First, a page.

Minnesota and Wisconsin have called a halt to commercial gillnetting in Lake Pepin after some 50 mature sturgeon and paddlefish, two of the region’s most vulnerable fish species, were found floating dead in the water near Lake City.

State wildlife authorities said the step is unprecedented but was necessary because both species are making a tentative comeback from near depletion in Minnesota waters, and many of the dead fish were mature, valuable breeding stock.

“They were really, really important animals in those populations,” said Kevin Stauffer, area fisheries supervisor for the Minnesota Department of Natural Resources (DNR). Commercial operators “are instructed that they need to avoid killing any of these fish.”

The dead fish had marks indicating they were probably trapped accidentally in gillnets along with the carp and buffalo fish that commercial operators were trying to catch.

Tim Adams, a commercial fisherman based in Wabasha, said that such incidents give the business a bad reputation, and that both sturgeon and paddlefish are relatively easy to avoid. “You never want to see that happen,” he said. “As a fisherman I’m extremely mad about this situation.”

Paddlefish, noted for their long snouts and prized caviar, are threatened in Minnesota, with only small populations known to be left in the Mississippi and St. Croix Rivers. Sturgeon, giant prehistoric fish that don’t start reproducing until they are 25 years old, are more widespread, but are still a species of special concern. Minnesota allows only a limited fishing season for them.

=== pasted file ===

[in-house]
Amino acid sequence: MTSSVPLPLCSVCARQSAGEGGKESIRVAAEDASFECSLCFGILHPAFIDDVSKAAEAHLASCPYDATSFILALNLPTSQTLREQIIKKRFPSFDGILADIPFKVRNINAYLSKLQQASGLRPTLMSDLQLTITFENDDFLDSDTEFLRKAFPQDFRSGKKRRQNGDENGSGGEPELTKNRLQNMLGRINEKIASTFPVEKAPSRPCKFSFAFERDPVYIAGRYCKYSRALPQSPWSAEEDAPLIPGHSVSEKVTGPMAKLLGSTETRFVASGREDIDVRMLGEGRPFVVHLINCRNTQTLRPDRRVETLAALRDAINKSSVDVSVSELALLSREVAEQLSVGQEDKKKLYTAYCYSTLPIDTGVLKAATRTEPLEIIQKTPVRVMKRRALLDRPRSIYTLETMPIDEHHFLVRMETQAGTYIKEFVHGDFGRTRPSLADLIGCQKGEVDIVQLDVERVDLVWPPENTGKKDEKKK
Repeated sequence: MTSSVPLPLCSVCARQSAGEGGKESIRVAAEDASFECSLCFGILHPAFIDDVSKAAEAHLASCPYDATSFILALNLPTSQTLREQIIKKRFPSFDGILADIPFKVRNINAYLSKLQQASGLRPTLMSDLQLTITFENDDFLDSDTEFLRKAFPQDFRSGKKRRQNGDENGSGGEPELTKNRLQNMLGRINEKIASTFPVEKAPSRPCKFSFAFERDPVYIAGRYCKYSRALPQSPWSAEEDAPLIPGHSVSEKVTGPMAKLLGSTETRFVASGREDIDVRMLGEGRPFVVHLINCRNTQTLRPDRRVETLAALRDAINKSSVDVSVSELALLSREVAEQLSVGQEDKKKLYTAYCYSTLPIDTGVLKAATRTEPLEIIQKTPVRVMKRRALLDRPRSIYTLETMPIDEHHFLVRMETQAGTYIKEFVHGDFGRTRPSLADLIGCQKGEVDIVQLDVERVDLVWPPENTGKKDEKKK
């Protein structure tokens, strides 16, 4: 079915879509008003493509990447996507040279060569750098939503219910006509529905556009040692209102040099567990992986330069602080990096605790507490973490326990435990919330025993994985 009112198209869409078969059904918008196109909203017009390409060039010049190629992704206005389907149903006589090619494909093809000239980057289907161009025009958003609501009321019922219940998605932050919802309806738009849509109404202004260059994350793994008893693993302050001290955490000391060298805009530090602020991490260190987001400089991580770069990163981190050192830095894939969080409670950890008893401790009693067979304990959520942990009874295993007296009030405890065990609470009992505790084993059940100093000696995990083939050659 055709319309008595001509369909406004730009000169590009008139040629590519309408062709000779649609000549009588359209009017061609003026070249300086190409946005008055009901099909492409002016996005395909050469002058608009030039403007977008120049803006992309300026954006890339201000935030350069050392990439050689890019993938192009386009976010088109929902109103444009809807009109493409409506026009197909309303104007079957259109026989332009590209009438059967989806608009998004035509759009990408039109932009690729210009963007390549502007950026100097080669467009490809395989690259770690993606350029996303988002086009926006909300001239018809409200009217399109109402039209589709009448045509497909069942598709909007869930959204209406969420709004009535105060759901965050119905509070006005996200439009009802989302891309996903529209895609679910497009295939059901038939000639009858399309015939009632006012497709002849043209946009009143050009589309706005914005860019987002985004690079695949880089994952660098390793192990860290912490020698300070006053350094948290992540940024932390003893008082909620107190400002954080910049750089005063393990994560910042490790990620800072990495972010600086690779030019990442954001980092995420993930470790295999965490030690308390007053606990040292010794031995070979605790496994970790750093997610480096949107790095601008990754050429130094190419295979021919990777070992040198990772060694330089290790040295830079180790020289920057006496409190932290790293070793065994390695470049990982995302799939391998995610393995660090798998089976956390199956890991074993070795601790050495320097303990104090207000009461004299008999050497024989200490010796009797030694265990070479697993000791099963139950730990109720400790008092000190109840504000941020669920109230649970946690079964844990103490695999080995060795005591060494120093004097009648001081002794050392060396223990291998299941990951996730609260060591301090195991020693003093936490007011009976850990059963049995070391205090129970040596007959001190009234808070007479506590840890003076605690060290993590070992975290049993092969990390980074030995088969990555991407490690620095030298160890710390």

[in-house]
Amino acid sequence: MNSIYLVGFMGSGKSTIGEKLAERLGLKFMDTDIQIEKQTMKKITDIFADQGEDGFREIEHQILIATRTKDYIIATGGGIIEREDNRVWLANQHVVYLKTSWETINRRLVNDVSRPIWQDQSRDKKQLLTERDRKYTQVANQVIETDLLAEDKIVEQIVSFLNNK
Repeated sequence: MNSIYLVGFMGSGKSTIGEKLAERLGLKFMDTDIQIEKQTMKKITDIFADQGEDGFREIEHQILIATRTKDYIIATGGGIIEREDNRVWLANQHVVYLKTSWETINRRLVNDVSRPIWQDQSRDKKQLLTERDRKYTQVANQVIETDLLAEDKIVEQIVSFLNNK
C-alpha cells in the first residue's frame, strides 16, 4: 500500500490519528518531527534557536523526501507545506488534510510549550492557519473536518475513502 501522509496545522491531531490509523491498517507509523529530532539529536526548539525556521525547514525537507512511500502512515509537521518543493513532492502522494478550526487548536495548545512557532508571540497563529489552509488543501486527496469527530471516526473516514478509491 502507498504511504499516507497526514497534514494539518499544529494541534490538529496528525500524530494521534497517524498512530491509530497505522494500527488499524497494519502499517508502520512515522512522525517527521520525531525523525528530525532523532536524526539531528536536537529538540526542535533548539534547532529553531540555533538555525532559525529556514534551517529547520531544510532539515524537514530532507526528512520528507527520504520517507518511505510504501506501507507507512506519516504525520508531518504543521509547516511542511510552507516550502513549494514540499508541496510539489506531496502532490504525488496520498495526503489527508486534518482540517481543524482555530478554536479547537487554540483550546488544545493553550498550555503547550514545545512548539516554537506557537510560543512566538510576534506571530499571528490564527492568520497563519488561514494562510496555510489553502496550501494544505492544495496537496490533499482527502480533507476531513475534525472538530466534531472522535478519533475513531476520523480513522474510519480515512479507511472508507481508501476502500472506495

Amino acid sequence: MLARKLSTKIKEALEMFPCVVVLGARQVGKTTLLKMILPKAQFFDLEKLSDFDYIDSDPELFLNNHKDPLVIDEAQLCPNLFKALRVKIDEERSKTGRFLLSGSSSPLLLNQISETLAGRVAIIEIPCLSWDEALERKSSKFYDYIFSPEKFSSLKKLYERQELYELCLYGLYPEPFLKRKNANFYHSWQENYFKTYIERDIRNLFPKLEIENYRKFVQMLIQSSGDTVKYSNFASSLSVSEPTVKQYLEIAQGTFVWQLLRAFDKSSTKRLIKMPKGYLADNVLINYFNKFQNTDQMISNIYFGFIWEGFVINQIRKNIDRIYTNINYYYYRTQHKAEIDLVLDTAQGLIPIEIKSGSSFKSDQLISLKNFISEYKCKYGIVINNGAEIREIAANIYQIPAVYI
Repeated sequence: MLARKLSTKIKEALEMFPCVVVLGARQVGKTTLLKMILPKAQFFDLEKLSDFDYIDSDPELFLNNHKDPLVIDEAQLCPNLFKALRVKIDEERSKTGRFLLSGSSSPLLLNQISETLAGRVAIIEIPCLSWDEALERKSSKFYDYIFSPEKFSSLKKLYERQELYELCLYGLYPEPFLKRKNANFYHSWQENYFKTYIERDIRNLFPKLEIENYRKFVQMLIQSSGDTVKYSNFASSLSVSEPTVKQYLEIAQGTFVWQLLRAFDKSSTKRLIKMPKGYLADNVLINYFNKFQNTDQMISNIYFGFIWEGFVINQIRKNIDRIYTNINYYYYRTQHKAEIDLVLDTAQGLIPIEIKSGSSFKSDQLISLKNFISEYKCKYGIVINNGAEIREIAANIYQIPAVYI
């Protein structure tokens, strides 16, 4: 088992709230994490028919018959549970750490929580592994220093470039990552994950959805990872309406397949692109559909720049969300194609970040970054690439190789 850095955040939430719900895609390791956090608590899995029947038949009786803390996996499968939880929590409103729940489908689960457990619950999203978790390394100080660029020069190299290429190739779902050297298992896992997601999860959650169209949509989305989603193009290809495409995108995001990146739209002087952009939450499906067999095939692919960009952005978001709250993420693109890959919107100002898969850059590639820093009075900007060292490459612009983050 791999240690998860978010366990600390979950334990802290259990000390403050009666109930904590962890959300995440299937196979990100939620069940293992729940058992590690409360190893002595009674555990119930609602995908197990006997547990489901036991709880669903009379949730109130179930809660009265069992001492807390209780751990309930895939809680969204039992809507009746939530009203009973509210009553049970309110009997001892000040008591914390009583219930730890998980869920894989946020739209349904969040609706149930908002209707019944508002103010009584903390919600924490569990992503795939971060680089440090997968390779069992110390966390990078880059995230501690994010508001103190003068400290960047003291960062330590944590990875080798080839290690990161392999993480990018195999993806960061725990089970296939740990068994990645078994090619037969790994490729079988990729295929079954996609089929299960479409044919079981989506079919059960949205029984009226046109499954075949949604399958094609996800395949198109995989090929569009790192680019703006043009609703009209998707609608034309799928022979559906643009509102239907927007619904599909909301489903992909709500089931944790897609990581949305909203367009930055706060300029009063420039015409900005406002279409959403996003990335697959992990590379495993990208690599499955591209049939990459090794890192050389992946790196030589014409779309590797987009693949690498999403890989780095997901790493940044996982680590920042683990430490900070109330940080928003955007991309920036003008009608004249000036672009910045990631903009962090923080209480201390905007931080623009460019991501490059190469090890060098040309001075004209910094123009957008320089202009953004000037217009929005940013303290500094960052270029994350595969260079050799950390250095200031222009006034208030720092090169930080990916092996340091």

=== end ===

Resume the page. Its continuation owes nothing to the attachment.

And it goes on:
Both are wide-ranging fish that have been nearly wiped out by dams, overfishing, development, and pollution.

In the past several decades they have begun a slow recovery in the Mississippi and the Minnesota Rivers, a sign that water quality and habitat are improving, said DNR fish expert Neil Vanderbosch. But that also means there are more at risk of getting caught in commercial nets, he said.

“This has been a concern of ours for 30 years,” he said.

The fish kill is still under investigation, but DNR officials said it was likely an unfortunate combination of several factors. Commercial fishing boats have to avoid recreational boats, so they likely set their nets in deep water to avoid propellers and fishing lines on the surface. Sturgeon like the bottom, while paddlefish will swim through the entire water column, but may be going deeper to find cooler water. But there is less oxygen in the depths, so getting caught in deep water reduces their chances of being able to survive the experience.

Commercial gillnetters often snag one or two of the protected fish, and are required to release them and then immediately leave the area, DNR officials said. But this time of year, surface water is warm, and that makes it less likely that the fish would survive the trauma.

“You have to have better judgment when you are netting,” said Adams.

Stauffer said several operators probably contributed to the kill, and the wind pushed the carcasses into one area. A total of six operators are licensed to catch rough fish with either gillnets or seines, and they’ve been busy on Lake Pepin this summer. Prices for carp and buffalo fish are high, and summer aquatic plant growth is keeping them out of other areas on the rivers, Stauffer said.

Commercial gillnetting will be suspended until at least September, officials said. Then cooler water temperatures will make it more likely that the fish can recover if they are caught in nets, and there will be fewer sports fishing boats on the water. Seine netting will still be allowed, because they corral fish inside a net instead of trapping them in webbing, and the fish are not harmed when they get tossed outside the net. But using seine nets requires more labor and is more expensive.

Or commercial operators can go elsewhere on the rivers to use gillnets.

In the meantime, DNR officials and commercial fishing operators will try to come up with other solutions for Lake Pepin. That could include banning gillnetting during the months when Lake Pepin is busy and the fish are vulnerable, said Adams.

“Outside these few hot months, everything is fine and dandy,” he said.